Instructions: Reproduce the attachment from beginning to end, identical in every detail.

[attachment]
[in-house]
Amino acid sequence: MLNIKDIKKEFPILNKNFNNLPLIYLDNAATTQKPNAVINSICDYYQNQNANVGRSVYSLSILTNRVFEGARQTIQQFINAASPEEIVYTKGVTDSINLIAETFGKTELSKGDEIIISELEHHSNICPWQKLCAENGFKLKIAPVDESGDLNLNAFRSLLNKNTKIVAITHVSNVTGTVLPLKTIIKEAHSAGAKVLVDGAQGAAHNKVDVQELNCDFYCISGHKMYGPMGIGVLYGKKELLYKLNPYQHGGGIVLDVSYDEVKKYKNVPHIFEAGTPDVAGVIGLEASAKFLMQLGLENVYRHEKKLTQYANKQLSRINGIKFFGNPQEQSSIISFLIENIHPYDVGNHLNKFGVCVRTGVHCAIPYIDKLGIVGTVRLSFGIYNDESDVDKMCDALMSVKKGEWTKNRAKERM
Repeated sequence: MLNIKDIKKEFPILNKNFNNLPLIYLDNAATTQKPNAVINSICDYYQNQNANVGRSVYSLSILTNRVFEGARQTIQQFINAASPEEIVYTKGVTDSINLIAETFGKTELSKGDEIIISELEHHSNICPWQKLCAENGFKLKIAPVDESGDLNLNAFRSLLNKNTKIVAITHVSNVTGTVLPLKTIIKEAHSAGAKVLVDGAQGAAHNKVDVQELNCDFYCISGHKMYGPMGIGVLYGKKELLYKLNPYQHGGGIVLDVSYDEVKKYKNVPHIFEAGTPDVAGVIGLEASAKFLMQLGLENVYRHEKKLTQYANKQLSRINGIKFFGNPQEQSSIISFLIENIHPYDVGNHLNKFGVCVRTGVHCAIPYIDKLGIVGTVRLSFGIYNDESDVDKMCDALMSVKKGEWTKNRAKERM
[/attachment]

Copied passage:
[in-house]
Amino acid sequence: MLNIKDIKKEFPILNKNFNNLPLIYLDNAATTQKPNAVINSICDYYQNQNANVGRSVYSLSILTNRVFEGARQTIQQFINAASPEEIVYTKGVTDSINLIAETFGKTELSKGDEIIISELEHHSNICPWQKLCAENGFKLKIAPVDESGDLNLNAFRSLLNKNTKIVAITHVSNVTGTVLPLKTIIKEAHSAGAKVLVDGAQGAAHNKVDVQELNCDFYCISGHKMYGPMGIGVLYGKKELLYKLNPYQHGGGIVLDVSYDEVKKYKNVPHIFEAGTPDVAGVIGLEASAKFLMQLGLENVYRHEKKLTQYANKQLSRINGIKFFGNPQEQSSIISFLIENIHPYDVGNHLNKFGVCVRTGVHCAIPYIDKLGIVGTVRLSFGIYNDESDVDKMCDALMSVKKGEWTKNRAKERM
Repeated sequence: MLNIKDIKKEFPILNKNFNNLPLIYLDNAATTQKPNAVINSICDYYQNQNANVGRSVYSLSILTNRVFEGARQTIQQFINAASPEEIVYTKGVTDSINLIAETFGKTELSKGDEIIISELEHHSNICPWQKLCAENGFKLKIAPVDESGDLNLNAFRSLLNKNTKIVAITHVSNVTGTVLPLKTIIKEAHSAGAKVLVDGAQGAAHNKVDVQELNCDFYCISGHKMYGPMGIGVLYGKKELLYKLNPYQHGGGIVLDVSYDEVKKYKNVPHIFEAGTPDVAGVIGLEASAKFLMQLGLENVYRHEKKLTQYANKQLSRINGIKFFGNPQEQSSIISFLIENIHPYDVGNHLNKFGVCVRTGVHCAIPYIDKLGIVGTVRLSFGIYNDESDVDKMCDALMSVKKGEWTKNRAKERM